Is Premiumisation 2016’s most prominent retail trend?
In the immortal words of Tom Haverford from NBC’s Parks and Recreation, sometimes, you’ve just got to “treat yo-self”. These words immediately sprung to mind upon reading a recent article on Forbes about the rise of what could conceivably be 2016’s biggest retail trend, ‘Premiumisation’. The trend itself refers to bridging the gap between luxury goods and mass market consumption which in turn gives all consumers access to a taste of the high life. While the concept of premiumisation has been around for a couple of decades, Forbes suggests that 2016 has seen the trend embraced by a far broader audience. Below are four different sectors within the retail scene that Forbes has identified as key growth areas for premiumisation.
A new take on the top shelf
The term premiumisation was coined in the 90s following the introduction of mass market premium brands in the 90s, specifically in relation to the launch of top shelf spirits such as Grey Goose vodka and the like. The trend soon filtered through to some of the world’s premium Champagne brands such as Moët & Chandon who decided to embrace the movement in order to reach a broader audience. Today, premiumisation has expanded across a far wider spread of alcoholic beverage lines from premium craft gin to more accessible premium wines. Premium mixers such as Fever Tree and Capi are also making big waves in this area.
Fashion is another area that has benefited exceptionally well from the premiumisation movement, especially in relation to accessories. The idea of purchasing a Chanel handbag or a Louis Vuitton coat may only be in the budget for a select few, whereas a wallet, fragrance, tie or keychain by the same brand still affords the same level of luxury at a fraction of the price.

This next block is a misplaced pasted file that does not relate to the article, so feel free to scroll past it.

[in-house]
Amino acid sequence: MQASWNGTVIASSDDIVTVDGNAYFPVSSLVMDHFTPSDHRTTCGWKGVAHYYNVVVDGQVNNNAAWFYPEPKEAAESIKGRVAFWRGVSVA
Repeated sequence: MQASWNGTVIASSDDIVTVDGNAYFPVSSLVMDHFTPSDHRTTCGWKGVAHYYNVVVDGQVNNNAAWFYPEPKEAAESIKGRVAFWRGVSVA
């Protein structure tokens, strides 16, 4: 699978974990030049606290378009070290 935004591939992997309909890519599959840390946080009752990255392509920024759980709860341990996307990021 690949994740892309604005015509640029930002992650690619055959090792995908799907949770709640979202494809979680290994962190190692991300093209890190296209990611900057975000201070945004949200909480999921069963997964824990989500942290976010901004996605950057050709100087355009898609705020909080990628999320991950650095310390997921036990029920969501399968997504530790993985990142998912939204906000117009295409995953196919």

Beauty on the outside
While the luxury skin care market has long been catering to the female demographic, it’s only been in the last decade or so that the industry has paid a little more attention to the needs of the discerning gentleman. Melbourne skincare brand Aesop is a prime example of an Australian retailer that is catering to this market.
Personalisation becoming the new Premiumisation
Exceptional customer service through personalisation is another trend that Forbes believes will be taking the forefront. The example that Forbes makes reference to is an upmarket venue in Sydney called Cub Club which aims to cater to the needs of affluent business leaders. The exclusive club is restricted to 400 members and focusses on providing a premium service which includes assigning guests with a personal assistant, a full time chef, meeting rooms and even access to an in house tailor. While Cub Club isn’t exactly accessible to the average Joe, a speakeasy bar in Melbourne by the name of The Everleigh has personalisation down to a fine art. Punters only need to name a few attributes of their preferred style of drink (i.e. flavour or liquor of choice) and the exceptional bar staff will create a tailored cocktail suited to their palate.
Revel’s Customer Relationship Management tools can help your business capitalise on the personalisation trend by keeping track of detailed customer information and preferences. This enables you to provide tailored offerings to each of your valued customers. To find out more, give us a buzz on 1800 805 730 or drop us a line on firstname.lastname@example.org.